rpg learns Spanish, French, German, Mandarin

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rpg
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Re: rpg learns Spanish, French, Mandarin

Postby rpg » Mon Mar 09, 2020 5:11 pm

A week has passed! Let's see...

My French feels like it's improving. I finally started noticing this week that I am appreciably better at it than I was when I arrived (end of January). Still have a long ways to go, but nice that I'm making progress. As for my methods, well, I'm a little mixed on them right now. I'm feeling less and less positive about my classes at my language school and am thinking of dropping them after this week to try something else. My Chatterbug experience has been mixed but fairly positive; I've had some good lessons with some tutors I really liked, and a few lessons I didn't enjoy as much. The non-lesson parts are okay but at the same time a little limited: I really dislike their writing practice sessions (boring and feels pointless if nobody is going to correct my work), and I'm pretty negative on vocabulary flashcards too, at least of the type on Chatterbug with one side a single word in the target language and the other side a single English word (or vice-versa).

In Chinese, well, my summer program has been relocated to NJ. I have to decide this week if I still want to attend or not. I'm not sure; I do want to learn Chinese, but spending a summer in NJ sounds dire, and the opportunity cost is time I would be spending in Paris. Hmm....
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Super challenge 2020/21
French reading: 88 / 5000      Spanish reading: 81 / 5000
French movies: 8 / 150       Spanish movies: 58 / 150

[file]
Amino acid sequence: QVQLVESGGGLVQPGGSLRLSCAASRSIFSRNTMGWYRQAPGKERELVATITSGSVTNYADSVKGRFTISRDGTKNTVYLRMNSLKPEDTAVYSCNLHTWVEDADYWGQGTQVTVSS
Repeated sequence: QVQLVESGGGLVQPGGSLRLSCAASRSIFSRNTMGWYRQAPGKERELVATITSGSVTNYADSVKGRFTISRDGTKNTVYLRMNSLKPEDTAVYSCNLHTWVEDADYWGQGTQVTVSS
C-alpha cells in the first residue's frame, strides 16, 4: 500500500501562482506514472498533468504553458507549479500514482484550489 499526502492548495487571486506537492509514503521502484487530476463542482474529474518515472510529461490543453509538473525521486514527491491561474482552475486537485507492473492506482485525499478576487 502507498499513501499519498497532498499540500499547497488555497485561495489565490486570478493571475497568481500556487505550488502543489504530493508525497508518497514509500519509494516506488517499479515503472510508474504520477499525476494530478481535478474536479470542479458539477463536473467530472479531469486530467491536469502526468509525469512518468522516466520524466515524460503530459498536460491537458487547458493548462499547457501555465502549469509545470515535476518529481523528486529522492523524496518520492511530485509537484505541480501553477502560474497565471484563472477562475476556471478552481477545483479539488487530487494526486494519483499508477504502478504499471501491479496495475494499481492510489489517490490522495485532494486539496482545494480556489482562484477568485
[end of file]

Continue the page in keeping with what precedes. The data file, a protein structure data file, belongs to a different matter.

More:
rpg
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Re: rpg learns Spanish, French, Mandarin

Postby rpg » Wed Mar 18, 2020 9:35 pm

Updates from Paris...

Well, my French study has changed. As I mentioned above, I was planning on last week being my last week at my language school. As it happens, that would've been by force anyway, since the French government has pretty much shut everything down besides food stores and pharmacies and has forbidden people from going outside otherwise, so the language school didn't open this week.

I'm pretty bummed since it's really ruined this trip, though I shouldn't complain too much since I'm young and healthy and a lot of people are going to die from this. But allowing myself to be sorry for myself in this space, it sucks a lot. There's so much in Paris that I haven't done yet... a lot of attractions I haven't visited yet, restaurants I haven't tried, trips to other parts of France I haven't taken. I must have at least a dozen opera tickets that are going to be cancelled, both in Paris and elsewhere in Europe. I quit my job to do all these things, and now the timing is ruining it all.

Regardless... on French, I'm trying to use Chatterbug to make up for not having classes any more. I've been doing 3-4 live lessons a day the past couple days. It's a lot; I think 4 especially is a little much for one day, if for no other reason than because I'm running low on exercises to do during them! I have to keep unlocking new exercises every day by grinding flashcards. I'm going to try scaling back to 2-3 lessons a day next week.

Beyond Chatterbug, I started watching Dix pour cent on Netflix, though I'm still at the beginning. I'm watching with French captions and finding it survivable. I don't always manage to match the captions with what the people are saying, though! I don't remember having this much trouble with Spanish; I always felt like with Spanish it was mainly a question of speed, and once you get used to processing natural-speed language it wasn't so bad. There's some elision, but it feels like French has way more, with the e caduc disappearing all over the place and the consequent assimilation that takes place.

I want to watch Bref in French-- I watched all of it way back in the day with English subs-- but I think I could really use subtitles, especially to catch all the argot. If anyone reads this and knows where to find French subs for it, let me know!